Granted, Node's ecosystem is largely community-driven. Everything beyond Node's core API requires community involvement. And, certainly, people will be more likely to support what aligns with their personal preferences.

But, many still use and support relational databases with Node.js. Some notable projects include:

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    this is probably one of the saddest answers I have seen - there are huge technical differences between MongoDB and an RDBMs, etc Commented Dec 12, 2017 at 18:54
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    @AlexanderMills There are certainly differences between database types, but those don't mean that relational databases are unfit for use with Node.js. Commented Dec 14, 2017 at 22:13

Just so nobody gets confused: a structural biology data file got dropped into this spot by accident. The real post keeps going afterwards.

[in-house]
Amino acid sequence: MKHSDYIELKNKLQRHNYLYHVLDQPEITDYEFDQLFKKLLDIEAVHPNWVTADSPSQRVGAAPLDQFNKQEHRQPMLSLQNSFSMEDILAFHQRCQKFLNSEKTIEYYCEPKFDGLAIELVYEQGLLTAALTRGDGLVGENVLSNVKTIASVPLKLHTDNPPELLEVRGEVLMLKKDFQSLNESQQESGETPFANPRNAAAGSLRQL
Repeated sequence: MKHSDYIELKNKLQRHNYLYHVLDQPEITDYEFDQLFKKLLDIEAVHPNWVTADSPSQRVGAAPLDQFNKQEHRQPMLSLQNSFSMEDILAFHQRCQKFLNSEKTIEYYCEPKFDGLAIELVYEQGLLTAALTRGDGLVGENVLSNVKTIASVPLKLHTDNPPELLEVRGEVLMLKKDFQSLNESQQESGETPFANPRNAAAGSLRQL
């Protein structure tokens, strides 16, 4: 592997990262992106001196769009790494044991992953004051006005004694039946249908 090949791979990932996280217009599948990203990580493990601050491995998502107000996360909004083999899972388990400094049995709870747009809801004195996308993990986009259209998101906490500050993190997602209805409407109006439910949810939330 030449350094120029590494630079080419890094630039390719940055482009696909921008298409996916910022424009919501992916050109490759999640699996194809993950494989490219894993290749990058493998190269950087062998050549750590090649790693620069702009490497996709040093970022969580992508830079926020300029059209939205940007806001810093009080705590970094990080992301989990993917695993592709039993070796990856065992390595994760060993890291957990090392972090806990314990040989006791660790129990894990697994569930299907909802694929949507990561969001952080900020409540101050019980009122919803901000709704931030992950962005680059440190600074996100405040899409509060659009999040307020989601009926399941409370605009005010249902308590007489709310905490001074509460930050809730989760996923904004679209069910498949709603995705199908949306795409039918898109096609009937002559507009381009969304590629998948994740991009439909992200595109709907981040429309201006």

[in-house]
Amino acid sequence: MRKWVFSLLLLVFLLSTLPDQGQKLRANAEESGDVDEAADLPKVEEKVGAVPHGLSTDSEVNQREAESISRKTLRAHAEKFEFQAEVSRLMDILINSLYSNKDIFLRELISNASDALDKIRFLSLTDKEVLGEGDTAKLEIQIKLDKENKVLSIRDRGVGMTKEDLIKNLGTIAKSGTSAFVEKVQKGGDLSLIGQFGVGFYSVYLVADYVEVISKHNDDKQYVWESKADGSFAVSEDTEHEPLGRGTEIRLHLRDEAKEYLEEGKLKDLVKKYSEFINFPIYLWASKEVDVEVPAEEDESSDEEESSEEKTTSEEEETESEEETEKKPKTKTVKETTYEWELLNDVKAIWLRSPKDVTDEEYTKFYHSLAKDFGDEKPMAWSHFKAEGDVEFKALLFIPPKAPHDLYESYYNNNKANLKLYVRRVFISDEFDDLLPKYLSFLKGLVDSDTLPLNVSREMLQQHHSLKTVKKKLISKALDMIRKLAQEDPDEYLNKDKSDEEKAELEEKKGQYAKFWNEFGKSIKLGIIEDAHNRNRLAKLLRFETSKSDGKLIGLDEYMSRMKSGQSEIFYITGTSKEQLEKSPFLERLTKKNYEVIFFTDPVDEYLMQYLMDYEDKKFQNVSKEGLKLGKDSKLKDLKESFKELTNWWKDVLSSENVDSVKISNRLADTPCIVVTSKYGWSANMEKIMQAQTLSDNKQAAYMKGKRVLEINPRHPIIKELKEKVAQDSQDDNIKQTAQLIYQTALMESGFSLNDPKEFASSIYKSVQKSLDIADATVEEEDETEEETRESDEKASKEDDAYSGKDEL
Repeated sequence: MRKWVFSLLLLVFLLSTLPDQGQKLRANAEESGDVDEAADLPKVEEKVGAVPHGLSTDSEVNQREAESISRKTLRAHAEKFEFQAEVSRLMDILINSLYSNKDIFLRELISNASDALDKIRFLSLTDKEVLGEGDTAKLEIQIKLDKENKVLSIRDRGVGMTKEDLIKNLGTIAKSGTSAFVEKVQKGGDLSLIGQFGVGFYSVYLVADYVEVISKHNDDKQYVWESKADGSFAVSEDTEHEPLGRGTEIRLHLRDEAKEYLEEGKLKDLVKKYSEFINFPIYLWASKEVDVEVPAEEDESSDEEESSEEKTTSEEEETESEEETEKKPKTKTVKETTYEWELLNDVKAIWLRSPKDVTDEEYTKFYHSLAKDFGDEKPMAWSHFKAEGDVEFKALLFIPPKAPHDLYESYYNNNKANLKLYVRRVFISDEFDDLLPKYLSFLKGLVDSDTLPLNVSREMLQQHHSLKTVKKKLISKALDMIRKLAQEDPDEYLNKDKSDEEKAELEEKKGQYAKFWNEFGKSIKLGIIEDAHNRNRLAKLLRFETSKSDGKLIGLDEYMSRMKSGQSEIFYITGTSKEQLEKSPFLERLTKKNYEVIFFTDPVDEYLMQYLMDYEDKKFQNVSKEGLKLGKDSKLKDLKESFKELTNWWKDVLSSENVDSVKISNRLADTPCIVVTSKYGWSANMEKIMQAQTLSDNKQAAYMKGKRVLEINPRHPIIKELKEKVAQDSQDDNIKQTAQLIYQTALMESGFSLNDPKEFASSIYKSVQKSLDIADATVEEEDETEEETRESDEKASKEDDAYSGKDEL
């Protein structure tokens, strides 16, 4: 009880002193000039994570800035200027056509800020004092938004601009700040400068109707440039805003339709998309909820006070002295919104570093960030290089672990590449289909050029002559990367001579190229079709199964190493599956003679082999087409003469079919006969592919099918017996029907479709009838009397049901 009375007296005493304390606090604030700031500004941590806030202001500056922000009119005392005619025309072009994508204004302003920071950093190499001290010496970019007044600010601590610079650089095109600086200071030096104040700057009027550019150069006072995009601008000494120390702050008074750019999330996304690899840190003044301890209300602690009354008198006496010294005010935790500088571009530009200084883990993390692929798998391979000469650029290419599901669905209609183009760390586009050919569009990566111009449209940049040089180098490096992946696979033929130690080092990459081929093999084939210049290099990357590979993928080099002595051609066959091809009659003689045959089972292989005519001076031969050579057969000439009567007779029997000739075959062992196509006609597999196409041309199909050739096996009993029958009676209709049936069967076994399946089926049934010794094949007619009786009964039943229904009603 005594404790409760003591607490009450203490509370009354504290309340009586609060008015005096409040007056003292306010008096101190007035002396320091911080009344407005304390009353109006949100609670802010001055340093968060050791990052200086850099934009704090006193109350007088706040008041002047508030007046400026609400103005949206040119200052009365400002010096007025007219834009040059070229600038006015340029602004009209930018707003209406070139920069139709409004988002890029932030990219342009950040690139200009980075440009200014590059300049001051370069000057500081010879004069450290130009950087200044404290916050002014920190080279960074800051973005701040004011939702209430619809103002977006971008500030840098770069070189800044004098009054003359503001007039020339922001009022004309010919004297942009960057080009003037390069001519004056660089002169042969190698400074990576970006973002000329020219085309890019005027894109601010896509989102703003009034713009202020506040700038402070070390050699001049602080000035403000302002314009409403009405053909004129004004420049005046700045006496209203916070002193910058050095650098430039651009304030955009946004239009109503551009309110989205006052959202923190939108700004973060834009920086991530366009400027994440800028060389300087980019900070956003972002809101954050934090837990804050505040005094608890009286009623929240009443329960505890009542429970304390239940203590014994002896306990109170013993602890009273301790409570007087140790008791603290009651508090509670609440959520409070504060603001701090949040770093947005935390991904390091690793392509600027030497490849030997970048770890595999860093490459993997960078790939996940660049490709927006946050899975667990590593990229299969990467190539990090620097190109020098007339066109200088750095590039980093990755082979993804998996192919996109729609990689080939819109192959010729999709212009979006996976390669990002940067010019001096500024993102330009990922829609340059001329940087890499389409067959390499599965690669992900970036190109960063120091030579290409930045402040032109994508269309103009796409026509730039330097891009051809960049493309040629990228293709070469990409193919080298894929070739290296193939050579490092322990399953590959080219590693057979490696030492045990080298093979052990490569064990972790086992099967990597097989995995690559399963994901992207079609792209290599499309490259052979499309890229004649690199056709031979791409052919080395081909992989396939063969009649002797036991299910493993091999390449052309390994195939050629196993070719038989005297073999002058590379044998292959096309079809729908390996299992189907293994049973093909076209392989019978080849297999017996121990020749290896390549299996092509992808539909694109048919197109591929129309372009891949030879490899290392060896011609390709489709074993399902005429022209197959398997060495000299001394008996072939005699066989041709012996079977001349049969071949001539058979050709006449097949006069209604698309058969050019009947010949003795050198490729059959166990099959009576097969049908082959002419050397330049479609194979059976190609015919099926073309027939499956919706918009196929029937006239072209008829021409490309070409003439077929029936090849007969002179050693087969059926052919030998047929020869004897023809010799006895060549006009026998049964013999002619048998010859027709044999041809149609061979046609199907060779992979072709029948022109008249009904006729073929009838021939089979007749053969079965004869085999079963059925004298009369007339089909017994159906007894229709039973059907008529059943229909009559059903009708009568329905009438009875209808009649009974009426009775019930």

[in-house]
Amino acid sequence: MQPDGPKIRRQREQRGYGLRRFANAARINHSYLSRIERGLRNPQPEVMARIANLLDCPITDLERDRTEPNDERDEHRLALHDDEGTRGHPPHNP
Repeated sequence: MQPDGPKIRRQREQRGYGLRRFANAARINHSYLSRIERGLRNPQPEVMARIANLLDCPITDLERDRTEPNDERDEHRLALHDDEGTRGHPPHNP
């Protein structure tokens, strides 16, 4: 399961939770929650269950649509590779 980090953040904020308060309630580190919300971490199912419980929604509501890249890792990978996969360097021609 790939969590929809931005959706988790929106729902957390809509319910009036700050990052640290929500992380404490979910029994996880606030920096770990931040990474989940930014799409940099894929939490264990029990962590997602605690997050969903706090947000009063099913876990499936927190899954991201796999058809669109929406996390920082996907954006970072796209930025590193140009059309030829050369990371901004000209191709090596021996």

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    right, I agree, see my answer for technical differences Commented Dec 14, 2017 at 22:45
  • See stackoverflow.com/a/39323415/3486720 . Node.js is suitable only for async non blocking interaction e.g. with MongoDb. Don't use it with RDBMS. Commented Jan 4, 2019 at 18:42
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I love Node.js, but with Node it actually makes more sense to use a RDBMs, as opposed to a non-relational DB. With a noSQL/non-relational solution you often need to do manual joins in your Node.js code and sometimes work with a lack of transactions, a technical feature of RDBMs that have commit/rollback features. Here are some potential problems with using Non-Relational DBs + Node.js servers: